The size was applied and run on a Style 2516 yarn which is 12.5 single ring spun cotton. The 67-inch wide warp had 7,200 total ends with a 2×1 left hand twill weave. The yarn was woven on a Tsudakoma air jet weaving machine running at 460 RPM. The size was run on a vertical West Point slasher. The slasher had 18 sixty-inch cylinders and two size boxes. There were 3,600 ends per size box drying on six cylinders individually before coming together for the final dry on the last six cylinders. There were 1,200 yards slashed. Along with the BAC size, a control size was run under the same conditions and following the same procedure. The control size was a conventional formula with the following ingredients (no BAC):
______________________________________Ingredient Amount (Parts)______________________________________Water 1870PVA 165Ethoxylated corn starch 120Hydrogenated tallow glyceride 20______________________________________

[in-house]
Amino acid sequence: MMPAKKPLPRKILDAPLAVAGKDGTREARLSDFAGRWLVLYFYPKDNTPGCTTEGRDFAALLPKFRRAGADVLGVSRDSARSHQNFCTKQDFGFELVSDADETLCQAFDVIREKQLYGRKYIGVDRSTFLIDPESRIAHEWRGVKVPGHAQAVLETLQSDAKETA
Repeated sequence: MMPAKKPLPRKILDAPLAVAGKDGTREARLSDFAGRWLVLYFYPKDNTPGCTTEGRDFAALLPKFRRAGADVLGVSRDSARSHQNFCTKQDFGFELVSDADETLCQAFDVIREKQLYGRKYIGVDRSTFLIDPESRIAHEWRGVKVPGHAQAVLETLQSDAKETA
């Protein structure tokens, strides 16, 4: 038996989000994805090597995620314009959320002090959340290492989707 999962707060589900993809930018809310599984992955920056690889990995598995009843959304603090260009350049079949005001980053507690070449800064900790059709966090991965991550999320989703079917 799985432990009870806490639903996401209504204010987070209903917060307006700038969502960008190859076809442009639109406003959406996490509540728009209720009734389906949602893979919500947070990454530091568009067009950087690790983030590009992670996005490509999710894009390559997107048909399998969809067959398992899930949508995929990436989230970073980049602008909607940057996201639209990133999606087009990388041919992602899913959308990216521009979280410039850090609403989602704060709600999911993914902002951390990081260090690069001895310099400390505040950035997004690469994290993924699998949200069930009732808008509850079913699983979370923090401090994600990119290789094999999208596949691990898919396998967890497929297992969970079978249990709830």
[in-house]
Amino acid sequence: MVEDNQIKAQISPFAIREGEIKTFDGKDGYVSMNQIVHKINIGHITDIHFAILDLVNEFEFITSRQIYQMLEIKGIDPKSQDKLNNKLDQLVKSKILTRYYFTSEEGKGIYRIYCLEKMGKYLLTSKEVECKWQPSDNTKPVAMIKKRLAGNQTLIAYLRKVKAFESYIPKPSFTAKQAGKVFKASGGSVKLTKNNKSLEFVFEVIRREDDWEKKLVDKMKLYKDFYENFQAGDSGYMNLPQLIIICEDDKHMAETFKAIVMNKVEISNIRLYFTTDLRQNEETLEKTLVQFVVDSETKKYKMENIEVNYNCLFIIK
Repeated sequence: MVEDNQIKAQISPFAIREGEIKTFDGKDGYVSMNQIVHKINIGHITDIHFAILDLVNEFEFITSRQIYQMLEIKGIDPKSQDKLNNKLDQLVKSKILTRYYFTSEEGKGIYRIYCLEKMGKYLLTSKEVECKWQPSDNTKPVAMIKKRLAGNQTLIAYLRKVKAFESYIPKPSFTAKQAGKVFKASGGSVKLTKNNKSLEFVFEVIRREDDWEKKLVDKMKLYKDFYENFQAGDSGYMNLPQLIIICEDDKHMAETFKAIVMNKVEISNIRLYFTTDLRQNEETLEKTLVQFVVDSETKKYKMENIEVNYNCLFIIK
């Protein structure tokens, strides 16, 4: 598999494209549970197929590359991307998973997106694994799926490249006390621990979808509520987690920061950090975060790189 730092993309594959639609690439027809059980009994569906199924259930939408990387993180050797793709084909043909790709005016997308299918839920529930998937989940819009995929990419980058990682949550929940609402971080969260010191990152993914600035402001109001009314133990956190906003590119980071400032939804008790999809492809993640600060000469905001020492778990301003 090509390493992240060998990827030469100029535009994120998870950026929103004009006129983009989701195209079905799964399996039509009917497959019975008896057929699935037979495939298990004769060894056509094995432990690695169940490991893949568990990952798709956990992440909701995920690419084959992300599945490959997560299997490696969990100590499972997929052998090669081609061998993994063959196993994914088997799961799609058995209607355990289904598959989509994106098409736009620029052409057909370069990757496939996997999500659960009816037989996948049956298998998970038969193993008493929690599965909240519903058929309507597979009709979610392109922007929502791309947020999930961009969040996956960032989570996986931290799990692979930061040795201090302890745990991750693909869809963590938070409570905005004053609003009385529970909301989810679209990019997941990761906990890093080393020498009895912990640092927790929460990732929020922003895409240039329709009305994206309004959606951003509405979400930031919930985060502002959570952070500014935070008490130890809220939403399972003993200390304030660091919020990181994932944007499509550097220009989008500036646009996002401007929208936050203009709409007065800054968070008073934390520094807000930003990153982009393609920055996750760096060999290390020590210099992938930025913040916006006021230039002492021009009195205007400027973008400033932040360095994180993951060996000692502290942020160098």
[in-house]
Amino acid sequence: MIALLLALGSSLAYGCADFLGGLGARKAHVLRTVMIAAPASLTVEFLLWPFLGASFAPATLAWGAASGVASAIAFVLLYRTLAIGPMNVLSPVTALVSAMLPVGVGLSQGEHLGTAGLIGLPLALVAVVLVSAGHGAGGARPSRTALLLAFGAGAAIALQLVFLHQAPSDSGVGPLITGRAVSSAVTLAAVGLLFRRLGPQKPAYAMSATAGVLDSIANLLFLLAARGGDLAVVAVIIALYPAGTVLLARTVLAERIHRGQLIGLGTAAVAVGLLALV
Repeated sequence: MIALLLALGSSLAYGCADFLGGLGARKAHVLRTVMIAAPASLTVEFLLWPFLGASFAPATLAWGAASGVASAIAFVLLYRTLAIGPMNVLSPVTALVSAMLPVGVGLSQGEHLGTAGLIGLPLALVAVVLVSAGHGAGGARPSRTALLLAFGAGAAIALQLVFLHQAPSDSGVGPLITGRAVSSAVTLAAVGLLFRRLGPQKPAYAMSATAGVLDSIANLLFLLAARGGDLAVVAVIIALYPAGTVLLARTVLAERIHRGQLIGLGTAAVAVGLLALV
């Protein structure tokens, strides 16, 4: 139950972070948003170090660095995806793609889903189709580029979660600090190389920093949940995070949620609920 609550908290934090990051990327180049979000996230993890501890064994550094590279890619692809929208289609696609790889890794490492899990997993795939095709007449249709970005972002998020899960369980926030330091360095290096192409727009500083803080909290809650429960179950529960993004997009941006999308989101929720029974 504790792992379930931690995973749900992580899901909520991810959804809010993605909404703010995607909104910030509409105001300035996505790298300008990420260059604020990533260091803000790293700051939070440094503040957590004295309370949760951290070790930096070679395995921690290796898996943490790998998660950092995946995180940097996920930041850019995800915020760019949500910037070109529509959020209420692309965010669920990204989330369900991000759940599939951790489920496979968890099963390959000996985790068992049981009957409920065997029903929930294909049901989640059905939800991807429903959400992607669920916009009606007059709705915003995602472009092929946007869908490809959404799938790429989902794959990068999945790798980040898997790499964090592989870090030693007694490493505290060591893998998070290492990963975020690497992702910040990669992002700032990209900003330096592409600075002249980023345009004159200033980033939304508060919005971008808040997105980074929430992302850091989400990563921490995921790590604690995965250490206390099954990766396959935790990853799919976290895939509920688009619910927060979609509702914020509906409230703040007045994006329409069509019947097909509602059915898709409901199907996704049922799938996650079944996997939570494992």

The mixture was cooked at about 180° F. Seventy-eight parts of diethylene glycol phthalate copolymer at 20% solids was then added as a binder. This particular binder is marketed by ABCO Industries under the name ABCOPAK 6045.
Table VIII contains the average results for a series of several runs.
TABLE VIII______________________________________ Control Size BAC Size______________________________________Warp Breaking Strength (Avg.) 97.00 lb. 99.00 lb.(Longitudinal Direction)Filling Breaking Strength (Avg.) 75.00 lb. 76.00 lb.(Perpendicular Direction)Warp Tear (Avg.) 3.33 lb. 3.52 lb.(Longitudinal)Filling Tear (Avg.) 3.05 lb. 3.10 lb.(Perpendicular)Warp Shrinkage % -10.40 -10.40Filling Shrinkage % 3.30 3.30______________________________________